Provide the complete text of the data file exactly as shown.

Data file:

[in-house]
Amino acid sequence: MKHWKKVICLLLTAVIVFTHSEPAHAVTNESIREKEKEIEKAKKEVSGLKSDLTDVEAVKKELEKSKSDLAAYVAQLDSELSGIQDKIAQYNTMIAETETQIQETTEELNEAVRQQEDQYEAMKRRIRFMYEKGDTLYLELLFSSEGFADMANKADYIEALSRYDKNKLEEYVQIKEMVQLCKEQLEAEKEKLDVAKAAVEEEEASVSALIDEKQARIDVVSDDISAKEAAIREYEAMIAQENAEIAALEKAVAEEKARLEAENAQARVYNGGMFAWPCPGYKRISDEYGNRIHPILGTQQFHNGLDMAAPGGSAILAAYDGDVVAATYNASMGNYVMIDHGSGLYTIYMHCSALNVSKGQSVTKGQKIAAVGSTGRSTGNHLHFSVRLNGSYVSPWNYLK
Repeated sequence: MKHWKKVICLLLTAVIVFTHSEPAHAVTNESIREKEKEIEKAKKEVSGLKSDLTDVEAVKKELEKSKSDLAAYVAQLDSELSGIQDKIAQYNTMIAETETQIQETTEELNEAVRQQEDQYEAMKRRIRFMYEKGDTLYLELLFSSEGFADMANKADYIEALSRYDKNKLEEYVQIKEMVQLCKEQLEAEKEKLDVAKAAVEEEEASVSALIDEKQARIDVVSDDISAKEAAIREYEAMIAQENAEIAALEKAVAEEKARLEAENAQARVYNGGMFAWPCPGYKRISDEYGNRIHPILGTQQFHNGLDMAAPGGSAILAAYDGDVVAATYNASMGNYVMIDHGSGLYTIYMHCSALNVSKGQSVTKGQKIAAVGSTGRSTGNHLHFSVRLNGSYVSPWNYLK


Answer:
[in-house]
Amino acid sequence: MKHWKKVICLLLTAVIVFTHSEPAHAVTNESIREKEKEIEKAKKEVSGLKSDLTDVEAVKKELEKSKSDLAAYVAQLDSELSGIQDKIAQYNTMIAETETQIQETTEELNEAVRQQEDQYEAMKRRIRFMYEKGDTLYLELLFSSEGFADMANKADYIEALSRYDKNKLEEYVQIKEMVQLCKEQLEAEKEKLDVAKAAVEEEEASVSALIDEKQARIDVVSDDISAKEAAIREYEAMIAQENAEIAALEKAVAEEKARLEAENAQARVYNGGMFAWPCPGYKRISDEYGNRIHPILGTQQFHNGLDMAAPGGSAILAAYDGDVVAATYNASMGNYVMIDHGSGLYTIYMHCSALNVSKGQSVTKGQKIAAVGSTGRSTGNHLHFSVRLNGSYVSPWNYLK
Repeated sequence: MKHWKKVICLLLTAVIVFTHSEPAHAVTNESIREKEKEIEKAKKEVSGLKSDLTDVEAVKKELEKSKSDLAAYVAQLDSELSGIQDKIAQYNTMIAETETQIQETTEELNEAVRQQEDQYEAMKRRIRFMYEKGDTLYLELLFSSEGFADMANKADYIEALSRYDKNKLEEYVQIKEMVQLCKEQLEAEKEKLDVAKAAVEEEEASVSALIDEKQARIDVVSDDISAKEAAIREYEAMIAQENAEIAALEKAVAEEKARLEAENAQARVYNGGMFAWPCPGYKRISDEYGNRIHPILGTQQFHNGLDMAAPGGSAILAAYDGDVVAATYNASMGNYVMIDHGSGLYTIYMHCSALNVSKGQSVTKGQKIAAVGSTGRSTGNHLHFSVRLNGSYVSPWNYLK